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Darren v. Coldwell Banker Landmark

December 23, 2010

DARREN G. KUHN, AN INDIVIDUAL, SCHEI DEVELOPMENT CORPORATION, AN IDAHO CORPORATION, ROGER J. SCHEI, AN INDIVIDUAL, AND FRANCES R. SCHEI, AN INDIVIDUAL, PLAINTIFFS-RESPONDENTS,
v.
COLDWELL BANKER LANDMARK, INC. N/K/A LANDMARK REAL ESTATE, INC., AN IDAHO CORPORATION, KELLY FISHER, AN INDIVIDUAL, TODD BOHN, AN INDIVIDUAL, AND JOHN MERZLOCK, AN INDIVIDUAL DEFENDANTS-APPELLANTS, AND PROFESSIONAL ESCROW SERVICES, INC., AN IDAHO CORPORATION, AND RONALD BITTON, AN INDIVIDUAL, DEFENDANTS.



Appeal from the District Court of the Sixth Judicial District of the State of Idaho, Bannock County. Honorable Peter D. McDermott, District Judge.

The opinion of the court was delivered by: J. Jones, Justice.

Pocatello, September 2010 Term

2010 Opinion No. 138

Stephen W. Kenyon, Clerk

The judgment of the district court is affirmed in part, reversed in part, and the case is remanded.

This is an appeal from a substantial jury verdict and judgment against appellants, arising out of a complicated real estate transaction. Pursuant to the final judgment, respondent Kuhn was awarded $896,531.70 in compensatory and punitive damages and respondents Schei were awarded $494,033.74. We affirm except for a portion of the attorney fee award.

I.

Factual and Procedural History

Darren and Jacquie Kuhn and Roger and Francis Schei (Darren Kuhn and Roger and Francis Schei are collectively referred to as the "respondents") entered into a multi-faceted real estate transaction in 1997. Both couples were represented by real estate agents working at

Coldwell Banker Landmark, Inc. (Landmark). The Kuhns were represented by Todd Bohn, and the Scheis were represented by John Merzlock. Kelly Fisher was the designated broker of Landmark at the time of this transaction (Merzlock, Bohn, Fisher, and Landmark are collectively referred to as the "appellants"). The respondents alleged that in their efforts to complete the transaction, Bohn, Merzlock, Fisher and others, made material misrepresentations, breached contractual, fiduciary, and statutory duties, and engaged in conduct that was an extreme deviation from the standard of care expected of real estate agents.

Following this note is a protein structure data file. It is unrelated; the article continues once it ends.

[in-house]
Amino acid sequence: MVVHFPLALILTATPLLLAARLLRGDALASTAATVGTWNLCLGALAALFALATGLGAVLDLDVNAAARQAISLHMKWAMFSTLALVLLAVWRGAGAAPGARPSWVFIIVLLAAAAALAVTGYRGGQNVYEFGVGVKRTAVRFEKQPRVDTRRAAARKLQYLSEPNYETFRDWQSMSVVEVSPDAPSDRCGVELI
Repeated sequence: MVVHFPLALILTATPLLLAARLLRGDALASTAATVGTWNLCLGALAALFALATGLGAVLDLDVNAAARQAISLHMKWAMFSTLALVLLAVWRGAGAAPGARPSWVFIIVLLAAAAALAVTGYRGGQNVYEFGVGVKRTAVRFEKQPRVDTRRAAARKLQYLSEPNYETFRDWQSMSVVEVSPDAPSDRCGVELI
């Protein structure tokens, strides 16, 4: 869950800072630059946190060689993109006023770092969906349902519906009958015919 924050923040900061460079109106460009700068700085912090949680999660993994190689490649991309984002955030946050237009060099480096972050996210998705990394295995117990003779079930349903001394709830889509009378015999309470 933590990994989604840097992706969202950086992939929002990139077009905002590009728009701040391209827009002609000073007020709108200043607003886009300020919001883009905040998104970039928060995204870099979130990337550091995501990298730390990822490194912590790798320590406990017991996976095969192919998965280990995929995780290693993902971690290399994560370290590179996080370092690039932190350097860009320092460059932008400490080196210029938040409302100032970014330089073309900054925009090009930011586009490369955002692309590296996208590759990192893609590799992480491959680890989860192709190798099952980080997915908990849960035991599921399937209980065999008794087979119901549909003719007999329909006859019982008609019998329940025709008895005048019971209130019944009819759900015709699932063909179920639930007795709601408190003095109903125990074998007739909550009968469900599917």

The Scheis owned a home at 13235 Manning Lane in Tyhee, Bannock County, Idaho, which was a new construction "spec" home, built with their savings for the purposes of sale. In 1997, the Scheis hired Merzlock to list the Manning Lane property through Landmark for $349,500. Jacquie Kuhn saw the Manning Lane property and contacted Bohn, who had previously served as the Kuhn's real estate agent, to show them the property. At this time, the Kuhns owned a home at 712 Mountain Park, Chubbuck, Bannock County, Idaho, which they had purchased through Bohn in 1996 for approximately $179,000.

Starting in July of 1997, the Kuhns and the Scheis made a series of offers and counteroffers on the Manning Lane property, and ultimately settled on a purchase price of $296,500. The Kuhns took possession of the Manning Lane property shortly thereafter, but before a closing had occurred. Because the Scheis could not obtain financing for the Mountain Park property, Bohn executed a lease of the Mountain Park property to the Scheis on July 25, 1997. The lease was listed as a source of income on the Kuhns' loan paperwork for the purchase of the Manning Lane property. On October 17, 1997, in a closing at First American Title, the Scheis conveyed the Manning Lane property to the Kuhns via warranty deed for $296,500. In turn, the Kuhns executed a promissory note in favor of the Scheis for $21,313.30 secured by a deed of trust on the Manning Lane property. The amount represented the equity the Kuhns had in the Mountain Park property. The Kuhns intended to pay the $21,313.30 note, which was due within a year of its execution, by the sale of the Mountain Park property. The Scheis also carried $14,875 of the financing obtained by the Kuhns in order to purchase the Manning Lane property. To do so, the Kuhns executed another promissory note in favor of the Scheis for $14,875, secured by a deed of trust on the Manning Lane property.